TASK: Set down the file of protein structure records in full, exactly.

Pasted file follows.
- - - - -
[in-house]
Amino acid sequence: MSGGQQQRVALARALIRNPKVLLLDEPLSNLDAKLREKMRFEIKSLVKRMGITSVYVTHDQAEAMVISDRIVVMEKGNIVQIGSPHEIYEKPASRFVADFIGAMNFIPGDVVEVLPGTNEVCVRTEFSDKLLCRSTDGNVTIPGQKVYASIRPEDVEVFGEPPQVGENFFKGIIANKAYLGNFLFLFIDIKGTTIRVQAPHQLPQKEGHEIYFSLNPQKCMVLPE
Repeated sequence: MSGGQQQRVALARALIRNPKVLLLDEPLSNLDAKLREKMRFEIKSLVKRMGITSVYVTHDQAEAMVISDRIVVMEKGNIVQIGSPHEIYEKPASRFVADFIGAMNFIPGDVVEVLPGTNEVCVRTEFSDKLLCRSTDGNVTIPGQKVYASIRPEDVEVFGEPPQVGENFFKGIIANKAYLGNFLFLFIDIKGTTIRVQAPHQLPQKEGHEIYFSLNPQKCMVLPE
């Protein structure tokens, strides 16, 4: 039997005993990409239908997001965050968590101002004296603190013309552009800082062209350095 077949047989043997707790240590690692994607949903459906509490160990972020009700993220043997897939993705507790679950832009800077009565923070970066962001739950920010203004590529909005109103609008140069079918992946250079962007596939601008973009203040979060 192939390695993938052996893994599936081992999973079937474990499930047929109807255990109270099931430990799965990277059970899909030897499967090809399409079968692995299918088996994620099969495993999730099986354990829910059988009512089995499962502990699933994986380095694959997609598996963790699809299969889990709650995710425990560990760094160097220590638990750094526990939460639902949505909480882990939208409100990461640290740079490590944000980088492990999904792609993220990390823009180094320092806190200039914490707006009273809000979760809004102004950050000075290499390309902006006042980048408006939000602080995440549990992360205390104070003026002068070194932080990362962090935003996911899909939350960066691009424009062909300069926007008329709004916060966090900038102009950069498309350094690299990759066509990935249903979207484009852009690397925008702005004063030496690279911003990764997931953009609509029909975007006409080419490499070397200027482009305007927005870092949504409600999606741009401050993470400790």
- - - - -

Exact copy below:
[in-house]
Amino acid sequence: MSGGQQQRVALARALIRNPKVLLLDEPLSNLDAKLREKMRFEIKSLVKRMGITSVYVTHDQAEAMVISDRIVVMEKGNIVQIGSPHEIYEKPASRFVADFIGAMNFIPGDVVEVLPGTNEVCVRTEFSDKLLCRSTDGNVTIPGQKVYASIRPEDVEVFGEPPQVGENFFKGIIANKAYLGNFLFLFIDIKGTTIRVQAPHQLPQKEGHEIYFSLNPQKCMVLPE
Repeated sequence: MSGGQQQRVALARALIRNPKVLLLDEPLSNLDAKLREKMRFEIKSLVKRMGITSVYVTHDQAEAMVISDRIVVMEKGNIVQIGSPHEIYEKPASRFVADFIGAMNFIPGDVVEVLPGTNEVCVRTEFSDKLLCRSTDGNVTIPGQKVYASIRPEDVEVFGEPPQVGENFFKGIIANKAYLGNFLFLFIDIKGTTIRVQAPHQLPQKEGHEIYFSLNPQKCMVLPE
């Protein structure tokens, strides 16, 4: 039997005993990409239908997001965050968590101002004296603190013309552009800082062209350095 077949047989043997707790240590690692994607949903459906509490160990972020009700993220043997897939993705507790679950832009800077009565923070970066962001739950920010203004590529909005109103609008140069079918992946250079962007596939601008973009203040979060 192939390695993938052996893994599936081992999973079937474990499930047929109807255990109270099931430990799965990277059970899909030897499967090809399409079968692995299918088996994620099969495993999730099986354990829910059988009512089995499962502990699933994986380095694959997609598996963790699809299969889990709650995710425990560990760094160097220590638990750094526990939460639902949505909480882990939208409100990461640290740079490590944000980088492990999904792609993220990390823009180094320092806190200039914490707006009273809000979760809004102004950050000075290499390309902006006042980048408006939000602080995440549990992360205390104070003026002068070194932080990362962090935003996911899909939350960066691009424009062909300069926007008329709004916060966090900038102009950069498309350094690299990759066509990935249903979207484009852009690397925008702005004063030496690279911003990764997931953009609509029909975007006409080419490499070397200027482009305007927005870092949504409600999606741009401050993470400790």